Securely affixed to the upper surface 84 of the substrate 82 (with a number of intervening material layers therebetween including a barrier layer as outlined below) is the second main component of the printhead 80. Specifically, an orifice plate 104 is provided as shown in FIG. 1 which is used to distribute the selected ink compositions to a designated print media material (e.g. paper). In accordance with the claimed invention, the orifice plate 104 consists of a panel member 106 (shown schematically in FIG. 1) which is manufactured from at least one metal or plastic composition. The specific metals which are suitable for this purpose, as well as additional details involving the dimensions and other parameters associated with the orifice plate 104/panel member 106 will be provided in the next section. In a typical and non-limiting representative embodiment, the orifice plate 104 will have a length "L" of about 5-30 mm and a width "W1 " of about 3-15 mm. These values shall be applicable to all of the various embodiments discussed in the next section entitled "B. The Orifice Plate". However, the claimed invention shall not be restricted to any particular orifice plate parameters unless otherwise indicated herein.

The orifice plate 104 further comprises at least one and preferably a plurality of openings or "orifices" therethrough which are designated at reference number 108. These orifices 108 are shown in enlarged format in FIGS. 1-4. Each orifice 108 in a representative embodiment will have a diameter of about 0.01-0.05 mm. In the completed printhead 80, all of the components listed above are assembled so that each of the orifices 108 is aligned with at least one of the resistors 86 (e.g. "ink ejectors") on the substrate 82. As result, energization of a given resistor 86 will cause ink expulsion from the desired orifice 108 through the orifice plate 104. The claimed invention shall not be limited to any particular size, shape, or dimensional characteristics in connection with the orifice plate 104 and shall likewise not be restricted to any number or arrangement of orifices 108. In a representative embodiment as presented in FIG. 1, the orifices 108 are arranged in two rows 110, 112 on the panel member 106 associated with the orifice plate 104. If this arrangement of orifices 108 is employed, the resistors 86 on the resistor assembly 96 (e.g. the substrate 82) will also be arranged in two corresponding rows 114, 116 so that the rows 114, 116 of resistors 86 are in substantial registry with the rows 110, 112 of orifices 108. Further information concerning this type of metallic orifice plate system is provided in, for example, U.S. Pat. No. 4,500,895 to Buck et al. which is incorporated herein by reference. Likewise, the next section will again discuss in detail the various structural features of the orifice plate 104 including those which depart from conventional designs.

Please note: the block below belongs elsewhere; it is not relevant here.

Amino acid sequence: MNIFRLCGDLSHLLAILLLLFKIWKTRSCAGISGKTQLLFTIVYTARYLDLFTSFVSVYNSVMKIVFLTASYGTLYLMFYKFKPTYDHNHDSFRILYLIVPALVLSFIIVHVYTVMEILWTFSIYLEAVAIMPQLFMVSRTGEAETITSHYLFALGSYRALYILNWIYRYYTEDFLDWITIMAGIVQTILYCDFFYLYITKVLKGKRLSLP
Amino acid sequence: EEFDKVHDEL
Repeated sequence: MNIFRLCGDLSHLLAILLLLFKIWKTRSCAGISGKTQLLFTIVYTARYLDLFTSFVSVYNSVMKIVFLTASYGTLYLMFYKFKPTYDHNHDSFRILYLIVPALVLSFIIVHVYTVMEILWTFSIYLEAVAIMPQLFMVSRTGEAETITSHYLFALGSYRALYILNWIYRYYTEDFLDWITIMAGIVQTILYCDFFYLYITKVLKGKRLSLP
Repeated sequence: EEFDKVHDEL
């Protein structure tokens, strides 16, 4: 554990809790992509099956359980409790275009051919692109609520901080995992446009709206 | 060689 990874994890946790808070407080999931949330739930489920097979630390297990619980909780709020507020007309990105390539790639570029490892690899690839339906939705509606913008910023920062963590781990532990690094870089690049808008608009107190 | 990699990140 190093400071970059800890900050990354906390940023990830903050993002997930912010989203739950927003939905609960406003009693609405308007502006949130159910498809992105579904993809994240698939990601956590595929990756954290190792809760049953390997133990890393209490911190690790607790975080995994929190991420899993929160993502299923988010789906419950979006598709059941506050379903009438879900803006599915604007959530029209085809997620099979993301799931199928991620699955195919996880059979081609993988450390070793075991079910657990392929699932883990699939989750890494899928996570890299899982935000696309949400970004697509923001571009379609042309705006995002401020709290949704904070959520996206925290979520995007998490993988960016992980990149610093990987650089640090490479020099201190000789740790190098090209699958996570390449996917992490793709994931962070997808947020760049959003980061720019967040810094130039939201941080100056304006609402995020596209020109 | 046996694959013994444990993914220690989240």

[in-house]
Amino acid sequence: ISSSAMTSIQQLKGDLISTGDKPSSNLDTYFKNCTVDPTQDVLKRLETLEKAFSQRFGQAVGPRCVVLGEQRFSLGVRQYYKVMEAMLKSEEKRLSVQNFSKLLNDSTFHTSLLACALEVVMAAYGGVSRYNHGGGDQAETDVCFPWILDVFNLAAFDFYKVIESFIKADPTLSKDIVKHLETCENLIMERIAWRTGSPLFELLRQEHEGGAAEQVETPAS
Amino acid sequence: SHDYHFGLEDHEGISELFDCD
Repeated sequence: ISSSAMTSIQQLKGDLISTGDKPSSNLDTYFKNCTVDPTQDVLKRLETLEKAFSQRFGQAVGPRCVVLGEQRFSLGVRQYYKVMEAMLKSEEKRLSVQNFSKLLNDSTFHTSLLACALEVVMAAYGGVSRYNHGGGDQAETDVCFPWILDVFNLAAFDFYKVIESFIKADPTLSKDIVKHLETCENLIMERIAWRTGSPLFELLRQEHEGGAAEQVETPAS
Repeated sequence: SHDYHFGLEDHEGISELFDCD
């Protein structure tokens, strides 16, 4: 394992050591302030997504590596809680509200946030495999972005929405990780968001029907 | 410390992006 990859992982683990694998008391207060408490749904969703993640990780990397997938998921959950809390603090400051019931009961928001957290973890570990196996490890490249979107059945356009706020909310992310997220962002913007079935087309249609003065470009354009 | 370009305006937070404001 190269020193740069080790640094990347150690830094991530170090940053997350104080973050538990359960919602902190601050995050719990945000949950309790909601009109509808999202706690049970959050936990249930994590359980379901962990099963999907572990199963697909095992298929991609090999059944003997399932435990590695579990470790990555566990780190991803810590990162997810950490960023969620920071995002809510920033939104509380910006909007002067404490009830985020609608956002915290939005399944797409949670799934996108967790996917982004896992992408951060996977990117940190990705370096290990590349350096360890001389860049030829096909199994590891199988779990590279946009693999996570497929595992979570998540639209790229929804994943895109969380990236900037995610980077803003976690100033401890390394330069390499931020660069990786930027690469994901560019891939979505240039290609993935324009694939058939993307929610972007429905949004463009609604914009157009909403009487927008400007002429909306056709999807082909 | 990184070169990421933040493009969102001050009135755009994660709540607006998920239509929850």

It should also be noted for background purposes that, while the primary embodiment of the invention is applicable to orifice plates produced entirely from metal compositions, alternative printing systems have effectively employed orifice plate structures constructed from non-metallic organic polymer compositions, with these structures typically having a representative and non-limiting thickness of about 1.0-2.0 mil. In this context, the term "non-metallic" will encompass a product which does not contain any elemental metals, metal alloys, or metal amalgams. The phrase "organic polymer" shall involve a long-chain carbon-containing structure of repeating chemical subunits. A number of different polymeric compositions may be employed for this purpose. For example, non-metallic orifice plate members may be manufactured from the following compositions: polytetrafluoroethylene (e.g. TeflonŽ), polyimide, polymethylmethacrylate, polycarbonate, polyester, polyamide, polyethyleneterephthalate, or mixtures thereof. Likewise, a representative commercial organic polymer (e.g. polyimide-based) composition which is suitable for constructing a non-metallic organic polymer-based orifice plate member in a thermal inkjet printing system is a product sold under the trademark "KAPTON" by the DuPont Corporation of Wilmington, Del. (USA). Further data regarding the use of non-metallic organic orifice plate systems is provided in U.S. Pat. No. 5,278,584.